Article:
February 25, 2016

5 Reasons to abolish pay-for-performance for top managers

In a new article in Harvard Business Review Dan Cable and Freek Vermeulen, both professors of organizational behavior and strategic management, argue for the complete abolishment of contingent pay for top managers. They offer the following 5 arguments:
  1. Contingent pay only works for routine tasks. Performance related pay is especially unfit for executives because their tasks are anything but routine. 
  2. Fixating on performance can weaken it. A focus on learning leads to better results than a focus on results. A strict focus on performance goals limits learning and innovation. 
  3. Performance related pay undermines intrinsic motivation. In top management role intrinsic is especially important for creativity and innovation.
  4. Contingent pay leads to cooking the books. Emphasizing performance goals leads managers to start to play the game of making it look like they have accomplished those goals. While that happens unethical behavior is more likely to happen.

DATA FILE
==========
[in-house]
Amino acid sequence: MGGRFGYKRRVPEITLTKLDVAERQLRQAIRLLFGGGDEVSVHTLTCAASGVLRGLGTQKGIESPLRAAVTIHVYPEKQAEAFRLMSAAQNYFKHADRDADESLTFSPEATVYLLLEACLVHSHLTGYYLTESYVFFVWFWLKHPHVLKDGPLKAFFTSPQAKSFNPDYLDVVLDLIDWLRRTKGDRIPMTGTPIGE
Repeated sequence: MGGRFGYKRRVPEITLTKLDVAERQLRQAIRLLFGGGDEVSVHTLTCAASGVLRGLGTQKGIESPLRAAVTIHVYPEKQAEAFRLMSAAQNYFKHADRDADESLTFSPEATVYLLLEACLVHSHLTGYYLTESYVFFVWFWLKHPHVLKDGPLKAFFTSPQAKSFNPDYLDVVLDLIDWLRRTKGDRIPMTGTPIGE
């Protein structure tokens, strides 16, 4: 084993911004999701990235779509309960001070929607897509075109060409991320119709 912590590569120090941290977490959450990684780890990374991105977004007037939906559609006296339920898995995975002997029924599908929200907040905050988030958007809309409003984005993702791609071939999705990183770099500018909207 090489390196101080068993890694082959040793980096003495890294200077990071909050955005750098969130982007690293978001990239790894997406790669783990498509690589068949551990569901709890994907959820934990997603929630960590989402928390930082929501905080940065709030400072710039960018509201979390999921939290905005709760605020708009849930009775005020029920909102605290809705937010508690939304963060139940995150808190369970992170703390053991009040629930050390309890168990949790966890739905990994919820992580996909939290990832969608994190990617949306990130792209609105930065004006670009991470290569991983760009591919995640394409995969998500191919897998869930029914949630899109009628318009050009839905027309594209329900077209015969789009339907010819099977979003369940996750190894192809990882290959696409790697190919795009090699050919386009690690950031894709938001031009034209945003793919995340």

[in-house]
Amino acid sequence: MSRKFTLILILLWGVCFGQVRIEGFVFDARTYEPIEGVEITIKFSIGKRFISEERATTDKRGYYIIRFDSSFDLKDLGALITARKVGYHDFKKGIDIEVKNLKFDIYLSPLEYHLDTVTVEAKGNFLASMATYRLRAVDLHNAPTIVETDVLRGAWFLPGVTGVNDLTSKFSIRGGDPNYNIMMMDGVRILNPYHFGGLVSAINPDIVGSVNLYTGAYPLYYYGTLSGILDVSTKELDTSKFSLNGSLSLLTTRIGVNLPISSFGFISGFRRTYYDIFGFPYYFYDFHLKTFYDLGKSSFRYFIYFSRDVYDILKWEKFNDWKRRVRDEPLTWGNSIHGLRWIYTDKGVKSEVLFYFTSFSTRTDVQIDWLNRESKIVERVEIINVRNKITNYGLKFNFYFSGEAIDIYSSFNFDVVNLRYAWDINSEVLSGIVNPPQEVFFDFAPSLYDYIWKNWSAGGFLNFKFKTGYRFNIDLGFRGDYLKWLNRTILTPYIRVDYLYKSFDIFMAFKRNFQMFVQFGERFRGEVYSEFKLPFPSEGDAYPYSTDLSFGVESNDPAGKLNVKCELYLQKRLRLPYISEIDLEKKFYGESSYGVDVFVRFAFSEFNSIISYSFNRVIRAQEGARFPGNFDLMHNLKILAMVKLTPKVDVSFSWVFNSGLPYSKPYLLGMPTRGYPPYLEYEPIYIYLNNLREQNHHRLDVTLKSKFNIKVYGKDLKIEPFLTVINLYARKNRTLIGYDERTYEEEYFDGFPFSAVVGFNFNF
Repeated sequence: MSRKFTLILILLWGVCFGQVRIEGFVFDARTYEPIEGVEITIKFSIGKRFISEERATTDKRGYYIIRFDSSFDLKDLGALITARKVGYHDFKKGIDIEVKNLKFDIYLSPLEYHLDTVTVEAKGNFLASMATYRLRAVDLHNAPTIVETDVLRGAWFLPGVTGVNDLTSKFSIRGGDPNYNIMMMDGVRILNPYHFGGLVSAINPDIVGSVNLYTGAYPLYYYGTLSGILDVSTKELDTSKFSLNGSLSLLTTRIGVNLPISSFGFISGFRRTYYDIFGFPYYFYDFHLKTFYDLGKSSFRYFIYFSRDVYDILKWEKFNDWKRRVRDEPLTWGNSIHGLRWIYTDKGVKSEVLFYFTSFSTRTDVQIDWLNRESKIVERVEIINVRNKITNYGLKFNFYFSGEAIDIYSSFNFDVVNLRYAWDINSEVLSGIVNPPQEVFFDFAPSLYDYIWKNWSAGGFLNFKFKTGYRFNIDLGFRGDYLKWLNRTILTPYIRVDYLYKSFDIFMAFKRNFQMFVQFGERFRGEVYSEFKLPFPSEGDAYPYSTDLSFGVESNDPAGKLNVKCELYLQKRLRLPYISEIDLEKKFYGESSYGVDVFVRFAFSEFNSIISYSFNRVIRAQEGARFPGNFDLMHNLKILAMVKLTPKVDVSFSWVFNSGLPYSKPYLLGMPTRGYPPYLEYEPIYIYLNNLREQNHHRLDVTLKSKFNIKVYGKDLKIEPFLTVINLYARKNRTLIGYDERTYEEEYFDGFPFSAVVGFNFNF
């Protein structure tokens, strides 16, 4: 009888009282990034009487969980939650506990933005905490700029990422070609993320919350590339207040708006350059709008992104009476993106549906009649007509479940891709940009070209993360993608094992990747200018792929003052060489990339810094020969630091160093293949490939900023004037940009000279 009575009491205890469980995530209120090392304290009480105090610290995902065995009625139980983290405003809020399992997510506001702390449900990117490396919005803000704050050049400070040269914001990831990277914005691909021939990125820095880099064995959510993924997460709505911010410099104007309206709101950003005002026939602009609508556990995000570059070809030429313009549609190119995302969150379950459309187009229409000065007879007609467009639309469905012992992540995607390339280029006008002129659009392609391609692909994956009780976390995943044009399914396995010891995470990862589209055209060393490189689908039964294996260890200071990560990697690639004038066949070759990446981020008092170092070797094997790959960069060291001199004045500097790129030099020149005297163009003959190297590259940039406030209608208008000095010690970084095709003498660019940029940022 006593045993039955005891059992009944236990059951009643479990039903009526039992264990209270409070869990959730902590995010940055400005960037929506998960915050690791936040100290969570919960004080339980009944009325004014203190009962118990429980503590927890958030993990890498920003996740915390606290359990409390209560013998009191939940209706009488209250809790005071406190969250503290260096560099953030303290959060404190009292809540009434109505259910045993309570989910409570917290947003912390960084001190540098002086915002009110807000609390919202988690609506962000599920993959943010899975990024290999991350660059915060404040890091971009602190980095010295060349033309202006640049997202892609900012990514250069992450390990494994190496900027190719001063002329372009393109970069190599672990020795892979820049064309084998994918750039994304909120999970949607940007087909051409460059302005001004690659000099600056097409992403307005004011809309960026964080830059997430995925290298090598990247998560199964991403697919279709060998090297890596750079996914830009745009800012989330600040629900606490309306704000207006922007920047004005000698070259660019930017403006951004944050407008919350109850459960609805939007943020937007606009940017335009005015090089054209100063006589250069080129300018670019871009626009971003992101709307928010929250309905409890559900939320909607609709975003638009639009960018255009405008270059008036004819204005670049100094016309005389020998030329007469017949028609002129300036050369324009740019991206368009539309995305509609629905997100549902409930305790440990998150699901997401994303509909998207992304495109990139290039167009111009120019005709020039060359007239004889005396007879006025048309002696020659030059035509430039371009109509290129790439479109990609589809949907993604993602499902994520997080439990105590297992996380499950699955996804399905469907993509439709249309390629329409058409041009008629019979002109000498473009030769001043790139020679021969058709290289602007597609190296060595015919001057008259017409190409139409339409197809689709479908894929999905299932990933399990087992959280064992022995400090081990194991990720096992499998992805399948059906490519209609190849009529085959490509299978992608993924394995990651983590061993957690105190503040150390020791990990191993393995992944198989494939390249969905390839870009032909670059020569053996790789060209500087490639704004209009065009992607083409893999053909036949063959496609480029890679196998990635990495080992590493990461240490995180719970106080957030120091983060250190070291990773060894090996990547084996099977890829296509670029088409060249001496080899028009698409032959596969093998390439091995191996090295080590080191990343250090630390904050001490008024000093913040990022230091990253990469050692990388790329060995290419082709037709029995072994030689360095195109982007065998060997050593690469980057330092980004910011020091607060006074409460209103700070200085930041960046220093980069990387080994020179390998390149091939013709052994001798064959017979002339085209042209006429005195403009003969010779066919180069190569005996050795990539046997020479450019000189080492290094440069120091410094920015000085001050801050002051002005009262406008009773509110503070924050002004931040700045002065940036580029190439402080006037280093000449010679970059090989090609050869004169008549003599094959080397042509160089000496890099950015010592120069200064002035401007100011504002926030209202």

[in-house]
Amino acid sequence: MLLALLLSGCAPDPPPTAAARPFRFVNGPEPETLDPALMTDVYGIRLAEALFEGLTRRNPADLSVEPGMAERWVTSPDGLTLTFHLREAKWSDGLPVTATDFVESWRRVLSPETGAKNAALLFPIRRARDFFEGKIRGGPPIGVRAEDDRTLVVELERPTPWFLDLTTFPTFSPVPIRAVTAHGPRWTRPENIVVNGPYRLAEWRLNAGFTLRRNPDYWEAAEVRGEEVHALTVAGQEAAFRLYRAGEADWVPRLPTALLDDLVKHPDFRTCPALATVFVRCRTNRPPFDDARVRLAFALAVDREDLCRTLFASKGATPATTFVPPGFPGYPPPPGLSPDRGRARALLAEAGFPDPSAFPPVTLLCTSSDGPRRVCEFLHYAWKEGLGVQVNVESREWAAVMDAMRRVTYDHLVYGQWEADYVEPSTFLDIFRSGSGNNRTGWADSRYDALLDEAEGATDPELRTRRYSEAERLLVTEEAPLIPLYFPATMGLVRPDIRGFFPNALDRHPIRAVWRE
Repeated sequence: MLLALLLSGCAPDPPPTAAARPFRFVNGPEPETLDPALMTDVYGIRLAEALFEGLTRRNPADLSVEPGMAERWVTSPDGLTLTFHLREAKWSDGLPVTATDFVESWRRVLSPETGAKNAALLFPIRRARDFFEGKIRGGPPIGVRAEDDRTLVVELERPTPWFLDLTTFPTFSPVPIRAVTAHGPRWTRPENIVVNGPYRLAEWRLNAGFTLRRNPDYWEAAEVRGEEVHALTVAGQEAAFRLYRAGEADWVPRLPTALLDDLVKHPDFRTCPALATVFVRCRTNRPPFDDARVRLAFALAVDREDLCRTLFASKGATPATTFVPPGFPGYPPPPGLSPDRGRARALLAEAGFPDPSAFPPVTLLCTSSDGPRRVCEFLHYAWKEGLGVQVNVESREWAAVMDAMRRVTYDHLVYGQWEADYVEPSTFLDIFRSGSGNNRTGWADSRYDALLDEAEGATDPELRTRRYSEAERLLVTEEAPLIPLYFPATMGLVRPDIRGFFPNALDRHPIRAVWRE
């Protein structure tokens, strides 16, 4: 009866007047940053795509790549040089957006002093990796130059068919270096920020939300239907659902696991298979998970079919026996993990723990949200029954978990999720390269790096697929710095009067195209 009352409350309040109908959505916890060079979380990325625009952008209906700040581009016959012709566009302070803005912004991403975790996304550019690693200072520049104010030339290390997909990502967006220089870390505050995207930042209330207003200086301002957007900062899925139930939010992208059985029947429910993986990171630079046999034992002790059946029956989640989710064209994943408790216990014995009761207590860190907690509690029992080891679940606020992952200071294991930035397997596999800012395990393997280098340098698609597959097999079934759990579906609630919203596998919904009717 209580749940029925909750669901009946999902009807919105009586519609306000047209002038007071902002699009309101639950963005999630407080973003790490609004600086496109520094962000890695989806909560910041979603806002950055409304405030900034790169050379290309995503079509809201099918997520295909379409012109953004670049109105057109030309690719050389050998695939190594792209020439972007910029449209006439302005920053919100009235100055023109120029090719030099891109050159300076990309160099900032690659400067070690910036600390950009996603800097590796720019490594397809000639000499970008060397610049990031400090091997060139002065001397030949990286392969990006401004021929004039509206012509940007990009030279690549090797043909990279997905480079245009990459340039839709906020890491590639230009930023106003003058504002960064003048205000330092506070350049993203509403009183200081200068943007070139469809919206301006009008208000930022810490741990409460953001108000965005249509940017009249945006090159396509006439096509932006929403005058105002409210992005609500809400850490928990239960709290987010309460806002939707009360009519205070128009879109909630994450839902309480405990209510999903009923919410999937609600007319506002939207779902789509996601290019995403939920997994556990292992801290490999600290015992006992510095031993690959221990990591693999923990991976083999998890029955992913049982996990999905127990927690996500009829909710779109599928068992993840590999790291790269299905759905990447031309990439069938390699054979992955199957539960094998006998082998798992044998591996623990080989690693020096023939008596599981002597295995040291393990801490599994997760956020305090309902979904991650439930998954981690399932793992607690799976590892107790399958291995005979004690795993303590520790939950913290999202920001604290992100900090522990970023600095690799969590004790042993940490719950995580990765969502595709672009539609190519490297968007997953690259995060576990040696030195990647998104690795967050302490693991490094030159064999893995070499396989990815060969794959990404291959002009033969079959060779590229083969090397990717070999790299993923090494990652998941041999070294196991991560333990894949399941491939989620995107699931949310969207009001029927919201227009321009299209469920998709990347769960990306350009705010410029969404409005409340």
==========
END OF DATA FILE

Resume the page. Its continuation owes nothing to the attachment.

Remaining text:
5. All measurement systems are flawed. Performance related pay requires that you are able to measure whether results have been accomplished. Whichever measure you will choose, it will always be an imperfect quantification of what you expect of executives. Because of this their behavior will always be influenced in the wrong direction. 
Also the argument that attracting talent for top management jobs requires contingent pay is not valid according to the authors. In fact, it only helps you attract people with an extrinsic orientation ("I am going for money!"), while people with an intrinsic orientation are the ones who are needed.

I suggest you read the article, it contains some interesting examples and links to research. 

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